This is the line from Meghan Trainor’s All About The Bass that got to me: “My mama she told me don’t worry about your size…” Maybe it’s obvious, if you know me or have read any of my earlier posts on this site, but I was told just the opposite.
I was told, in no uncertain terms and in every possible phrasing and manner imaginable:
“Worry about your size.”
“Worry about your size more than anything else in the world.”
“Your size is all that matters.”
This message was/is culturally ubiquitous, of course, but the saddest part for me is that the primary carriers and promoters of this credo were my progenitors, my parents. From the age of my first consciousness until they each departed this earth, that was what they kept telling me: in every possible phrasing and manner imaginable: “Worry about your size.” “Worry about your size more than anything else in the world. Your size is all that matters.” Yes, I have repeated myself. On purpose, it is not an editing error.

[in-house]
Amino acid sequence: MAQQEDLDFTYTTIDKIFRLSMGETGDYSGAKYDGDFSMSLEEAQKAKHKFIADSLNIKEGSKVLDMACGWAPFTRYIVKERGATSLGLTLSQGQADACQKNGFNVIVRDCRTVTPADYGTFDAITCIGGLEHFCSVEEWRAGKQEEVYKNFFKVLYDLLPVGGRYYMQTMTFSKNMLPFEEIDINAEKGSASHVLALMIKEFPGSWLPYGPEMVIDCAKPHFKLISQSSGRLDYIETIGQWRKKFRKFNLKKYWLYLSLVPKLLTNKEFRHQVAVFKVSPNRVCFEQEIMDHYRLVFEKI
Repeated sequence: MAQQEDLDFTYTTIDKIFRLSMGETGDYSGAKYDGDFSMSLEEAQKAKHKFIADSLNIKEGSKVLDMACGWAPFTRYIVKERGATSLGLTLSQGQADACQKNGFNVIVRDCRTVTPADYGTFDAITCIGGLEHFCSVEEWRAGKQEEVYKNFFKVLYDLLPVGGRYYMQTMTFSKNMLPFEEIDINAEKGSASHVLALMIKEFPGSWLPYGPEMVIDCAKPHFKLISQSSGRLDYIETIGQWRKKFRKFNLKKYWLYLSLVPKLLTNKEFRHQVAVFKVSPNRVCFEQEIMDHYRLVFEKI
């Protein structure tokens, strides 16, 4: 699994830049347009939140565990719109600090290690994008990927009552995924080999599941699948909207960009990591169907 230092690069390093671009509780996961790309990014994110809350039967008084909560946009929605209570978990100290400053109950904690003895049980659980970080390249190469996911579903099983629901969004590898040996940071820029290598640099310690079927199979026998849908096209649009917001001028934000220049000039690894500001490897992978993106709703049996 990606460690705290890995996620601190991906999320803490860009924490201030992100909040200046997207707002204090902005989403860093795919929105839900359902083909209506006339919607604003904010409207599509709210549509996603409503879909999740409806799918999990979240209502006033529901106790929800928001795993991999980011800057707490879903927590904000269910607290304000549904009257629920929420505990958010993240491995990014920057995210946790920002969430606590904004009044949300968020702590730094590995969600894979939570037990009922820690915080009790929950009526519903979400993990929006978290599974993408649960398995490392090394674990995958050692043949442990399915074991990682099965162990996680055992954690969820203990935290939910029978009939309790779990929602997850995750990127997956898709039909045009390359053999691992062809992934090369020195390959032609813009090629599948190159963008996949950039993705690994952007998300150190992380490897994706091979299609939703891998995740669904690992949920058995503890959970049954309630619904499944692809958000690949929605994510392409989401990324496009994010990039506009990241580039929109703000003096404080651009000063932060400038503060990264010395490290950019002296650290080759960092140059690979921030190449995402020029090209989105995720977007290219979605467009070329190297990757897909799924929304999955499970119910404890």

As I have stated before in these posts, I don’t seek to blame my parents. I fully acknowledge and understand that their own backstories and the prevailing opinions and norms of their world supported this behavior. But you can’t blame me for wondering: ”What if…?”
There are (at least) two lines of thought that I have followed here. One is the emotional impact it might have had, to be told that I was okay, loveable, worthy, acceptable, even beautiful, by my family. It would have been contrary to the chanting of the outside world, but I might have been able to face that negative onslaught with inner fortitude, rather than ‘knowing’ that the ugly assessment of my non-value was ‘correct’. What might I have chosen to do with my time and energy if I felt sustained, rather than drained by the daily battles of shame? We’ll never know, of course and I will reiterate that I am grateful for the hindsight that shows me the richness of the life I have lived so far, despite this emotional handicapping.